Saturday, January 30, 2010

The Lost Symbol by Dan Brown

This was the first book I had wirelessly "beamed" to my Kindle at 12:01 am the day it came out. It was pretty cool to have access to a new release pretty much immediately. However, I just got to read it last week! In my defense, it came out on September 18th. I was a little busy then.
As someone who truly enjoyed Brown's previous novels The DaVinci Code and Angels and Demons, I was excited to read his most recent work. Set in Washington D.C., The Lost Symbol again joins Robert Langdon as he is unexpectedly swept into the mysterious world of secret societies, legend, and mystery. Langdon is tricked into coming to the nation's capital and finds himself at the center of a madman's errand. Expected to help discover the long-long treasure of the Freemasons, Langdon must decipher codes, travel deep into the underground vaults of the U.S. Capitol, and evade pursuit by the CIA.

I particularly liked the cast of characters in this book. The antagonist is seriously B.A. (email me if you don't know what that stands for) and is crucial to making this book so special. He is mysterious, dangerous, intelligent, and his cunning makes him the ideal villain in this story. As is typical for Dan Brown, he provides Langdon with a female sidekick. Katherine Solomon fills this role nicely, but she's more gullible and sappy than she is fierce or interesting. The real star of the show in The Lost Symbol is Director Sato, the CIA director who makes up for what she lacks in stature with a raw grit that strikes fear into the bones of any man she crosses.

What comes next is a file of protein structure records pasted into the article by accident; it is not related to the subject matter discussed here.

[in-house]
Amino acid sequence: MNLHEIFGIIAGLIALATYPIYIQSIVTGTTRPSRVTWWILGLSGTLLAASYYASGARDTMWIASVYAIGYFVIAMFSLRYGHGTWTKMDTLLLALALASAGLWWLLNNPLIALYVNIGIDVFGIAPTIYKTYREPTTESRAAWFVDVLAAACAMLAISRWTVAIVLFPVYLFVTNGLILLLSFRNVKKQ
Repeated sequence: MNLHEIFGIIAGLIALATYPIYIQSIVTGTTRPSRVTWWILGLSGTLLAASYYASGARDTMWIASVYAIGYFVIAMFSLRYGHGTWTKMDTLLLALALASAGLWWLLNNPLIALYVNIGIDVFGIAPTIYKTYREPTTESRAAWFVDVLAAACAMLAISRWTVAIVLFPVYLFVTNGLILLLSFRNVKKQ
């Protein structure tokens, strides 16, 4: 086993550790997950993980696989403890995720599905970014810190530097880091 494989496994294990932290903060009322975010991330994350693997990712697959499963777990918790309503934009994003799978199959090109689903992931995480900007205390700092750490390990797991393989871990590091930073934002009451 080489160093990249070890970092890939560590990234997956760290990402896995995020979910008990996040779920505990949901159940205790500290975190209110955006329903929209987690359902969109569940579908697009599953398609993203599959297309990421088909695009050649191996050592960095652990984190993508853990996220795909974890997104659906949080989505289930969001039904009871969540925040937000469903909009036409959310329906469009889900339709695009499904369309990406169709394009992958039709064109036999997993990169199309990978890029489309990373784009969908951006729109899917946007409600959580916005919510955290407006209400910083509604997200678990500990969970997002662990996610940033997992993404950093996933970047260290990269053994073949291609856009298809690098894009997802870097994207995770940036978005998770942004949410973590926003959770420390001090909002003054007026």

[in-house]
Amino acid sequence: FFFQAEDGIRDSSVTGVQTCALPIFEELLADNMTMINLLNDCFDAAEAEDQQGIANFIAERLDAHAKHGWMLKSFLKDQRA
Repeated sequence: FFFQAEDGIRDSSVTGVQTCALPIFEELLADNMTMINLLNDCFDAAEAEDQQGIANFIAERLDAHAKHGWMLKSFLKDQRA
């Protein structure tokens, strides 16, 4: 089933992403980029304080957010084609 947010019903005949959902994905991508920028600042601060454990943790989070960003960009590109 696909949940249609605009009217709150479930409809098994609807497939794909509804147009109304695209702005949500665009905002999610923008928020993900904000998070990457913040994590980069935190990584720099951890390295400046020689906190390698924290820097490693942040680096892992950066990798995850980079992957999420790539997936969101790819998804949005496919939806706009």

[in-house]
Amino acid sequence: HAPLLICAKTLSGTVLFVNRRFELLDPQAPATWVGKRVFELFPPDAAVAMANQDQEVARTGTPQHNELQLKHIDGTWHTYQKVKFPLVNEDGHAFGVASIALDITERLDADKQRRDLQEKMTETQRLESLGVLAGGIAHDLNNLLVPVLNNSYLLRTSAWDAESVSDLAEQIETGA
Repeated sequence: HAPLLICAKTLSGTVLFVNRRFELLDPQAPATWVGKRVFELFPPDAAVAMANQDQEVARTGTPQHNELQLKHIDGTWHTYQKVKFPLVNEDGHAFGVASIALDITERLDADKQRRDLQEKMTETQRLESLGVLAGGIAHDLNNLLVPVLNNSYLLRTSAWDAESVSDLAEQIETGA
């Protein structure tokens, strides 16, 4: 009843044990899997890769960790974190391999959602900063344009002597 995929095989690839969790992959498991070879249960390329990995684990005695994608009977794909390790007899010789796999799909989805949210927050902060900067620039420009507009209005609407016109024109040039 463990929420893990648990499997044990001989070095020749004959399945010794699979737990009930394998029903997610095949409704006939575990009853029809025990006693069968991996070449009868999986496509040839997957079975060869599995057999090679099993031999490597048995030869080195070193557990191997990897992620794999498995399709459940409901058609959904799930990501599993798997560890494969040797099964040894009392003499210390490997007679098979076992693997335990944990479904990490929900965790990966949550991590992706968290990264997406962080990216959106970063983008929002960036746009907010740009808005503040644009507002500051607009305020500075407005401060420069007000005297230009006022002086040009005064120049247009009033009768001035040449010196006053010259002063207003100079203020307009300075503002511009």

Brown's writing style works well in this novel, as he leaves little mini-cliffhangers at the end of each chapter. It always makes you want to keep reading, regardless of the late hour. There is one particular plot twist that hits you like a ton of bricks and may force you to make a frantic call to your spouse at work, just to express your shock and awe at the situation. The final climax is unexpected and jaw-dropping.
Unfortunately, there was still quite a bit of book left after the climax that left me feeling a bit disappointed. The Epilogue feels like a bit of an afterthought and what is supposed to be the resolution to the big mystery that had caused so much hoopla throughout the novel feels somewhat anti-climactic.
All in all, another good one by Dan Brown. I'd still rate Angels and Demons as my fave, but I'd have to put this one below The DaVinci Code.

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